After my 5th kyu test I felt relief to get it over with but now I just feel like training anyboby else feel this way?
Ive touched upon this before, and its not just a simple answer, so here we go...
Firstly I look at ranks, as Linda pointed out, as a way to gauge progress of oneself. Its great for setting goals, and evaluating where you stand.
This can also go for ones standing within a small group and the small group within a larger one. Eventually though, if the structure of the organization is not systematic with their approach, [both of teaching and what it taught], ranks become more subjective.
Also there are many aspects which you cannot initially gauge, at least not by looking at a list of what someone has achieved. Especially with an art like Aikido and what it is you are expecting to gain from it. [Are you looking more for the inward tranquility, or use it as a bouncer, or MMA as I have tried to incorporate it into along with the spiritual aspect.]
This is a good example as why ranks in Aikido are good in the organization they were given as there are many approaches you can take. I would hope if I opened a dojo, [not counting my side practice now as a dojo], that I would offer a holistic view as well as the opportunity for those that practice to choose what level they feel comfortable with practicing Aikido. [i.e., mixing it with MMA - to clarify Im not talking about testing techniques but the principles on which the technique can work outside of the form one uses in testing... anyway]
So for me the ranking system has been about my personal progress, and this is specifically true as Im not gauging my progress against others in my own dojo. [I mean I take note of the differences as well as observe what it is I believe others opinions are - whether it be blindness of I have a belt so I know, or thinking I have a long way to go... neither of which is relevant to why I have the belt.]
One reason is mainly due to the language factor in my case, so ego cannot play a role as no solid defense and argument can be built up regardless of how sound it may be... though it may help in explaining how to hone their technique in a more practical way.
Anyway, the point of all of this 'rambling' is that indeed there is a place for ranks, and in truth I believe it works great in seminars just so you can have an idea of what you should be able to expect from someone else.
And even if crossing over dojos its of interest just to see what the similarities are that you are building up off from and what the differences are.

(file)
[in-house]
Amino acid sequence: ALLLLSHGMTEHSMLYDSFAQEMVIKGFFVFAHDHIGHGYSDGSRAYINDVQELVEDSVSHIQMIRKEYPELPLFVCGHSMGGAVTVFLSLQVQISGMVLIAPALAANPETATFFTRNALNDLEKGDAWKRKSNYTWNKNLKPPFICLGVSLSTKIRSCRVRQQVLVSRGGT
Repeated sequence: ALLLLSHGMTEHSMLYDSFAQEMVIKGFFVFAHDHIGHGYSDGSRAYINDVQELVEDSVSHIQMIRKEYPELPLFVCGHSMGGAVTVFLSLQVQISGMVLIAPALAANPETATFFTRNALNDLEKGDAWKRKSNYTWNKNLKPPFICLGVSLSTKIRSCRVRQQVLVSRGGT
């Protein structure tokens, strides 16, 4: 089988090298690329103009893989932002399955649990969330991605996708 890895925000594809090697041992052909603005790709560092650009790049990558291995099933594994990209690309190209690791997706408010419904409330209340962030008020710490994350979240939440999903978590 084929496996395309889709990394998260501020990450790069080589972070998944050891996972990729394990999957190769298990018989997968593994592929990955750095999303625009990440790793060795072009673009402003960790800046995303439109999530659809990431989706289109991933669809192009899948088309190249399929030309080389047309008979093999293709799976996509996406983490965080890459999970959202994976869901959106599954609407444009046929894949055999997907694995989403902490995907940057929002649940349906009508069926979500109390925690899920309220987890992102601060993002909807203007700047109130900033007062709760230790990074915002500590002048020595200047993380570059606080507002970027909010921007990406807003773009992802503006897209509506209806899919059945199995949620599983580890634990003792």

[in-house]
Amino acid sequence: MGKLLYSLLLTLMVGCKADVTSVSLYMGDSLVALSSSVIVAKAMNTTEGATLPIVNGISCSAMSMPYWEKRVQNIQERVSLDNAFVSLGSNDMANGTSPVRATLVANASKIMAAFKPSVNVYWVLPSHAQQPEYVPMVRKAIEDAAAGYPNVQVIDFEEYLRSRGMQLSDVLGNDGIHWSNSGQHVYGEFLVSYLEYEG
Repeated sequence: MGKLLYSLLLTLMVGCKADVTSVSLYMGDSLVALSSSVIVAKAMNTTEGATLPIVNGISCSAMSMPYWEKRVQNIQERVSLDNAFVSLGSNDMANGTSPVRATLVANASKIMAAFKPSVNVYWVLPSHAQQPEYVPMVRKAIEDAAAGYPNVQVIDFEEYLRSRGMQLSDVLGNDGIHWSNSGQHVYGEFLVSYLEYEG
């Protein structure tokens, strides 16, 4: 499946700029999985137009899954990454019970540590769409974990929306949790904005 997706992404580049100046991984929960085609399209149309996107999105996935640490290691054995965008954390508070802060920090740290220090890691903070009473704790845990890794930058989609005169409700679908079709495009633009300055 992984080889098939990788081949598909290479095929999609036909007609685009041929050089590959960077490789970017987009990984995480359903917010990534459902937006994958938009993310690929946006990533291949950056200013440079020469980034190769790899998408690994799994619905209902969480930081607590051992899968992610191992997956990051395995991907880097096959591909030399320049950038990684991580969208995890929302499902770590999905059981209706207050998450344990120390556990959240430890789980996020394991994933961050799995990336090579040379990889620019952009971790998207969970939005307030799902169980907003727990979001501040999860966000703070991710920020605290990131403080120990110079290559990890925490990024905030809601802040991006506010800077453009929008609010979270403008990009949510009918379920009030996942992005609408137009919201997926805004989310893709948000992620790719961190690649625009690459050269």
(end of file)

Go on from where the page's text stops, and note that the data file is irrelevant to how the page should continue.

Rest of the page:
Should Aikido have a more solid base as far as expectations... yes. [I mean should it be more consistent.]
Is this practical?
Again, I believe there are different levels that have to be addressed in Aikido. If one is into flow and form, the 'artistic' nature as we call it in Hungarian - then that along with the knowledge of the techniques is good as one point.
If its about practicality, then we need to add in defense theory and under what circumstances, [say a bouncer] etc that Aikido would be practical without even more training. [or going against some yahoo that has no skill]
When talking about sport, yes, I know Aikido is not a sport... wink - wink [youll never convince all of us... or me at least]
Then there is that live dynamic.
Even if Aikido as a whole, [which I dont see this happening], never integrated the sport aspect - it would be beneficial to bring in live training of some sort, or rather more realistic strikes. [I realize that this is supposed to be what we strive for, but often we dont know what and why it would work and what someone would really do if against you in a situation.]
I bring all of that up again because when it comes to testing in Aikido - it is all relative. [That goes with anything really... even the olympics. You have the finest trained athlete, and not everyone is on their top day when they have to compete... someone always has that edge.]
So test or not... its all good either way.
I have to add, about the subjective nature of Aikido and why it wouldnt hurt to bring in some practical theory or practice...
Sometimes you get the person ranked above you who wants to 'show you' how its done.
Yet you know if you added any resistance it would not work. [Happened last night with me.]
I have to gauge the situation as I dont speak the language fluently of when to 'correct' someone of higher rank or just let them enjoy their 'moment'.
This is part of the spiritual training, as it were, letting go of what people think you are capable of and going with the flow. Sometimes people are not open, at the time, and it would just strike the ego. There is always time to gently show and even make them think they came up with the solution.
So mix that in with all I said about Aikido and rank, and then it should all make sense.